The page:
- Finally, the Samsara of Heavenly Life technique can only be used by someone who possesses the Rinnegan, an eye power which was held centuries ago by the Messiah figure. This technique was used by Nagato to revive nearly the entire population of the most politically important city in the world. As confirmed by Obito Uchiha in a chapter near the end, this technique also costs the user their life.
- While not an aesop, in a similar vein in One Piece the main cast starts to speculate about how regaining their shadows from Moria caused them to reform from being disintegrated. After a brief conversation over this, Zoro asks them why they even bother as the same situation will probably never happen to anyone ever again.
- Princess Mononoke: Don't shoot elder nature gods if you don't want them to turn into Eldritch Abominations.
- Pom Poko spends a lot of time establishing the negative impact industrialization and city expansion have on local nature and its resident supernatural creatures.
- Age of Ultron: The moral of the story; do not mess around with time.
Tony Stark of Earth-26111: Listen to me, the reason... the reason why we don't go back and forth through time and fix things... The reason we don't just do whatever we want whenever things don't go our way is because we can't. Time is an organism. It's part of us. It lives and breathes and every time you travel through it, you rip it. You tear it. You hurt it. If you keep doing it eventually you will kill it. You'll break it beyond repair. Do you hear me? What happens when time is dead? What happens when you kill it?
- Chick Tracts: One tract has a completely sincere example — a talentless kid sells his soul to the devil for incredible fame and basketball skills. The Fantastic Aesop is "don't sell your soul to the devil"... except the end of the comic outright says the devil never had his soul. In other words, the kid traded nothing for ridiculous success.
- One More Day: Fantastic Aesop: The story is essentially a result of Quesada wanting to split up Mary Jane and Peter, but at the same time didn't want to imply a "divorce is okay" moral. Apparently, he was fine with impossibly implying "making deals with the devil is okay".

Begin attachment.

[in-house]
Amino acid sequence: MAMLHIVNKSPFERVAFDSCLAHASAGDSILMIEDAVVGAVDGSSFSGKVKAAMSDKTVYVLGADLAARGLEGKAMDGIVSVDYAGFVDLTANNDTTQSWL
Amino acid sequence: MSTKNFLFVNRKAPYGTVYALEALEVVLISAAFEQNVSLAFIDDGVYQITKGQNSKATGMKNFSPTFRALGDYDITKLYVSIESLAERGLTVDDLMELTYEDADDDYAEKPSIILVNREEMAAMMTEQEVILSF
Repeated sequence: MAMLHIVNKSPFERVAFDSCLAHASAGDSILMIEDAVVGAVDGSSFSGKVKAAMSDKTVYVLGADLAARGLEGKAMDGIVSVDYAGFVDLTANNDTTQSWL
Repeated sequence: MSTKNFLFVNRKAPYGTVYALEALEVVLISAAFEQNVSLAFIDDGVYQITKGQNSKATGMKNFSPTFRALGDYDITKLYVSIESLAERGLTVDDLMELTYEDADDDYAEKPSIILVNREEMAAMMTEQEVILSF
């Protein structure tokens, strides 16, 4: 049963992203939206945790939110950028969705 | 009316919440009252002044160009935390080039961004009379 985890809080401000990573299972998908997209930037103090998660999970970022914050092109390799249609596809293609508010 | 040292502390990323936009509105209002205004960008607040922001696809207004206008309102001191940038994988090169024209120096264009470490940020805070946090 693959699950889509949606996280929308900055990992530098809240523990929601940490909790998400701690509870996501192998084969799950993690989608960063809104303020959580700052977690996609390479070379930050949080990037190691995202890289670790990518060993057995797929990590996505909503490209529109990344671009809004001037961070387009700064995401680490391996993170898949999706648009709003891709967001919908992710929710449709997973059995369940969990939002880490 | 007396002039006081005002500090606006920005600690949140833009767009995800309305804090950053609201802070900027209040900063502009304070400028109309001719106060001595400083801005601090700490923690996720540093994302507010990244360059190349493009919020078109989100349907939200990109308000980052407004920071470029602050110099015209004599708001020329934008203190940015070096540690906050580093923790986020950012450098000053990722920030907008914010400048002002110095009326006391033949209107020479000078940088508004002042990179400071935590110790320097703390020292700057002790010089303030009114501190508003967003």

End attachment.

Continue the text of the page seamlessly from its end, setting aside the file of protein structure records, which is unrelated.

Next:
- The Vision (2015):
- Androids/synthezoids are not human, no matter how hard they try to be "normal", and will not be at ease in human society.
- Creating synthetic humans with super strength AND bad tempers will result in trouble.
- Calvin and Hobbes: One story arc involves Calvin bringing a snowman to life. The snowman became a vicious monster and created an army of "snow goons" that kept trying to kill Calvin. After defeating them by spraying them with the hose to freeze them solid, and thus getting in trouble for leaving the house after midnight, Calvin stated that he had learned a lesson from this misadventure: "Snow goons are bad news", which he was glad was completely inapplicable.
- Hard Reset (Eakin): After being killed by the Elements of Harmony, Twilight's reaction is that there's probably a decent friendship report somewhere in the fact that "misusing the power of friendship can not only hurt you, but can make every particle in your body explode at the same time". A valuable lesson for us all.
- The first three Toy Story films have the same moral: "If you are a living toy, be loyal to the kid who is your owner." It may be an analogy for being loyal to your friends, but not only are humans unaware their toys are alive, but the relationship between a child and a toy is different from real friends, no matter if toys are alive or not. Or, the moral may be that this friendship is not different; treat your toys like friends even if in real life they aren't alive.